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Medical engineering

Medizinztechnik  Link öffnet eine vergrößerte Darstellung des Bildes.
© Andreas Heddergott / RAW

New study: A hidden champion with innovative capabilities

The Munich region is one of the leading centres in Germany for medical engineering. 350 companies in this industry give work to 19,000 socially insured employees and generate annual revenues of EUR 4.1 billion. These are the findings of a brand-new study of “Medical engineering in the Munich region”, commissioned in 2015 by the Department of Labor and Econom

Driving technological innovation
The Munich region boasts a broad spectrum of medical engineering companies whose offerings range from the production of hospital and laboratory equipment to complex high-tech devices. Digitization is transforming all kinds of industries and is driving innovation in medical engineering in particular. Examples include information and data management for patients, laboratory samples and medical equipment.

As the study shows, Munich's medical engineering sector channels an exceptionally large proportion of its annual revenue – 15 percent – into research and development. The region's medical engineering firms also have a powerful international focus, with around a third of them generating more than 75 percent of their revenue outside Germany.

Corporate structure
Some 350 companies in and around Munich belong to this industry. Of these, 200 manufacture medical engineering products, 115 provide related services and 35 are component suppliers. Small and medium-sized enterprises (SMEs) are the backbone of the sector: Around half of all the companies in this industry employ fewer than 20 people.

Out of a total of roughly 21,000 gainfully employed persons in the region's medical engineering sector, about 90 percent are in socially insured employment.
Startup activity in the industry is highly dynamic: Around a quarter of the medical engineering companies, suppliers and service providers that currently operate in the Munich region did not exist before the turn of the millennium.

The sector has a strong international focus : Approximately one third of the companies generate more than 75% of its turnover abroad . The largest target markets are the EU countries and the USA .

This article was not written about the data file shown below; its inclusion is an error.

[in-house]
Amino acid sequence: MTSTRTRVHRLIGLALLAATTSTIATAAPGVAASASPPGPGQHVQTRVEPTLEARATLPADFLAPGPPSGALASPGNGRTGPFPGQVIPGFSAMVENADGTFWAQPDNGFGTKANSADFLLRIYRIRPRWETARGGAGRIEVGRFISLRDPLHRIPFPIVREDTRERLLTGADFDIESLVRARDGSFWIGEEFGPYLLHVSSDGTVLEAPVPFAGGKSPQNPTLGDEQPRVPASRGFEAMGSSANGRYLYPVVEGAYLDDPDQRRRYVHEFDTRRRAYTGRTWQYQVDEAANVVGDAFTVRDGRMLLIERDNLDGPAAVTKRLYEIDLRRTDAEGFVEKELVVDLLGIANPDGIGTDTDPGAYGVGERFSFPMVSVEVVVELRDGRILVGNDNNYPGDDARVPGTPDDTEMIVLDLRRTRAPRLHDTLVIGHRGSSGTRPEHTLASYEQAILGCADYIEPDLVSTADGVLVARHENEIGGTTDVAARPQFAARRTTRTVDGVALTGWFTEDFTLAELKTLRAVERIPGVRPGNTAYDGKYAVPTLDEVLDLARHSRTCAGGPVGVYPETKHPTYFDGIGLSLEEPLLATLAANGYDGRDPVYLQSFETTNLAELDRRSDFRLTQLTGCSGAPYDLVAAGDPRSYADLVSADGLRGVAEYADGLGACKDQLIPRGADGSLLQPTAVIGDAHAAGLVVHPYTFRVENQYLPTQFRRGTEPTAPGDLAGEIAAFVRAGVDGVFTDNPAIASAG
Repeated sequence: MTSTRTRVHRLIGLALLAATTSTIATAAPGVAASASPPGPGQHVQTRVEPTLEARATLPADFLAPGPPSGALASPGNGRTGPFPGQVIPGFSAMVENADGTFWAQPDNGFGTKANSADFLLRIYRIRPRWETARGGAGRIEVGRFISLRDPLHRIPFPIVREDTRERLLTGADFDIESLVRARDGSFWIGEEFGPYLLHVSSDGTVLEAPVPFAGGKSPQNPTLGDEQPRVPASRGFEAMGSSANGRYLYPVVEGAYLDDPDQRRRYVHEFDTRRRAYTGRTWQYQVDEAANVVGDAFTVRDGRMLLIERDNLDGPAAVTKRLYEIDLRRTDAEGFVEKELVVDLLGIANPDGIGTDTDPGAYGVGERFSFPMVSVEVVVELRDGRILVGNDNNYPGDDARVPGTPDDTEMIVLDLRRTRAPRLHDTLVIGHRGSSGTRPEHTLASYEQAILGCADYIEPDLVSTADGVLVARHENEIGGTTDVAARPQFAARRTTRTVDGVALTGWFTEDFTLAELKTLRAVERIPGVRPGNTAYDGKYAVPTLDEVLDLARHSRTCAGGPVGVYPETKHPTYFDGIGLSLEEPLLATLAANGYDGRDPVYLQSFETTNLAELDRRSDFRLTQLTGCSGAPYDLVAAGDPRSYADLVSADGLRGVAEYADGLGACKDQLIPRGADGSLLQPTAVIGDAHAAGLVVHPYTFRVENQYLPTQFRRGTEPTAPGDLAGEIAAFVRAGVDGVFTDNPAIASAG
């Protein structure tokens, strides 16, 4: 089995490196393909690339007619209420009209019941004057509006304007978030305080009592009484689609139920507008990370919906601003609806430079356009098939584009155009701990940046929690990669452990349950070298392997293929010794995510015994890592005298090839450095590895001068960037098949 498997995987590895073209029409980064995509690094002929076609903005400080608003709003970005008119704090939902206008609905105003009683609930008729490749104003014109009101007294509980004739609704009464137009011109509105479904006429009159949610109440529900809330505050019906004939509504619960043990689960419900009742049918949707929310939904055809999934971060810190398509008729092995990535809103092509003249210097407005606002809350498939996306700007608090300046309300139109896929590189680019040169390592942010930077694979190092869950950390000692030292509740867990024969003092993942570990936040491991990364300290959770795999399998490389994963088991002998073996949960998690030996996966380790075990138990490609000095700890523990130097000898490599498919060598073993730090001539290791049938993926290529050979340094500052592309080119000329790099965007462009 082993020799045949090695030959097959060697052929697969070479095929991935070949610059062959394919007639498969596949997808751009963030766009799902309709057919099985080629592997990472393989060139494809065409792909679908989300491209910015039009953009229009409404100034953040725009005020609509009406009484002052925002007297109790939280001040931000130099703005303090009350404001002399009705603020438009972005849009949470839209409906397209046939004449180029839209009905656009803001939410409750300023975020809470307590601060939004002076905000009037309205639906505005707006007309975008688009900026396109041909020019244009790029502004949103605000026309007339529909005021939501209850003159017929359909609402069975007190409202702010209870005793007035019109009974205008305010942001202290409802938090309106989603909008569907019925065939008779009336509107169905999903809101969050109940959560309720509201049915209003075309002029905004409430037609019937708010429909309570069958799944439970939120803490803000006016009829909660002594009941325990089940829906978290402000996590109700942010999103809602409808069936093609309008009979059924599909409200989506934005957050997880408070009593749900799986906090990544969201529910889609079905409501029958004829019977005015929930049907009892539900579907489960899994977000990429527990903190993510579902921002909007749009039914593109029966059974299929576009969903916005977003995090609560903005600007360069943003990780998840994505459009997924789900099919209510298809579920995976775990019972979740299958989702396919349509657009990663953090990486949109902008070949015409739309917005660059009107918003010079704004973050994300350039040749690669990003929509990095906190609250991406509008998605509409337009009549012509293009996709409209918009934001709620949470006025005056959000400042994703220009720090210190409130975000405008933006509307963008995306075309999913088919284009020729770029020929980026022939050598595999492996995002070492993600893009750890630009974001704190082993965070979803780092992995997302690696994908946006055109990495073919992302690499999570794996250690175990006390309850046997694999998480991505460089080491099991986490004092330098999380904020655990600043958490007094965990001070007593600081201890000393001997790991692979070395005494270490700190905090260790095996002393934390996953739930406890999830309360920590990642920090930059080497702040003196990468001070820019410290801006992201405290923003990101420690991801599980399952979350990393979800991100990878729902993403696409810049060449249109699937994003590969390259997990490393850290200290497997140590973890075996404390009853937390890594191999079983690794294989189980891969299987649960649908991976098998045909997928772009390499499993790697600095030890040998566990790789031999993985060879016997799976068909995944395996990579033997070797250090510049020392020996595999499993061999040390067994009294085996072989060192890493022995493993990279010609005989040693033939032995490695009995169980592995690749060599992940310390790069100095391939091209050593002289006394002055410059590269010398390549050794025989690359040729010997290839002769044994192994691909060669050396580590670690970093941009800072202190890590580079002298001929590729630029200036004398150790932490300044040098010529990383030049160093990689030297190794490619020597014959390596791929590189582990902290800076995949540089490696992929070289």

Current trends and outlook
According to the study, industry players have very positive expectations for the next three years, looking forward to significant growth in both their own companies and the industry as a whole. The advance of digitization and all the associated downstream developments are seen as the most important technological trend. At the same time, companies are bracing themselves for fiercer competition from Asia while also anticipating strong growth stimulus from the same region.

Challenges include a possible lack of skilled and specialist labor, changes in medical product law and changes in national healthcare benefits.

Hightech  Link öffnet eine vergrößerte Darstellung des Bildes.
© Yuri Arcurs /

Medical engineering in Munich – Overview

High-tech companies in the growing healthcare market

Munich's medical engineering cluster ranks as one of the leading centres of competence in Germany, benefiting from the plentiful presence of basic and cross-sector technologies that are important to its own activities. Mechatronics, microsystem technology, I&C systems, photonics/optics, materials science and the pharmaceutical and biotechnology sectors all help it realize a broad array of products and system solutions.

Munich's firms are young, flexible and mostly international in their outlook. Alongside global players of the caliber of Baxter, General Electric/GE Health Care and LivaNova (formerly the Sorin Group), the majority of the med tech firms based in and around Munich are small and medium-sized enterprises.

The city's universities, academies and respected research organizations supply the industry with a constant stream of innovative potential and highly qualified specialists. Munich is also an excellent healthcare hub with a high-quality medical and hospital infrastructure.

Last updated: March 2016